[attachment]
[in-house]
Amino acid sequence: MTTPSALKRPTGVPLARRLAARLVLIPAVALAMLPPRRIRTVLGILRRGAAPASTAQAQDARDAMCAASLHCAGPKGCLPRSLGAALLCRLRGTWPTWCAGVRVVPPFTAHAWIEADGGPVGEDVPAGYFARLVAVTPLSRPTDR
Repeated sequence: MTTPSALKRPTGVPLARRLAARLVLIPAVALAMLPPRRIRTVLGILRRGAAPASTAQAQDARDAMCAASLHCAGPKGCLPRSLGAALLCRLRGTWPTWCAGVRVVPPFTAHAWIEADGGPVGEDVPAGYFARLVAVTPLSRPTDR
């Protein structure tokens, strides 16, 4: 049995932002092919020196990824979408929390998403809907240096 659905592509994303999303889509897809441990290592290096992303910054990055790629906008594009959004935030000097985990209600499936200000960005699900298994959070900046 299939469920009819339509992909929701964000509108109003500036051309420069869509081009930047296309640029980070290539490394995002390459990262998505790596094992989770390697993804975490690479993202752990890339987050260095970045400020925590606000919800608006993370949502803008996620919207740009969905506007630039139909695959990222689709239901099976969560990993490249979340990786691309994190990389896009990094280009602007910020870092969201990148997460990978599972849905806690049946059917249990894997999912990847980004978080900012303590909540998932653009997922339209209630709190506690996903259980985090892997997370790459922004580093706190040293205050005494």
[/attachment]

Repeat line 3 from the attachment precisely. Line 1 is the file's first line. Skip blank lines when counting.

Repeated sequence: MTTPSALKRPTGVPLARRLAARLVLIPAVALAMLPPRRIRTVLGILRRGAAPASTAQAQDARDAMCAASLHCAGPKGCLPRSLGAALLCRLRGTWPTWCAGVRVVPPFTAHAWIEADGGPVGEDVPAGYFARLVAVTPLSRPTDR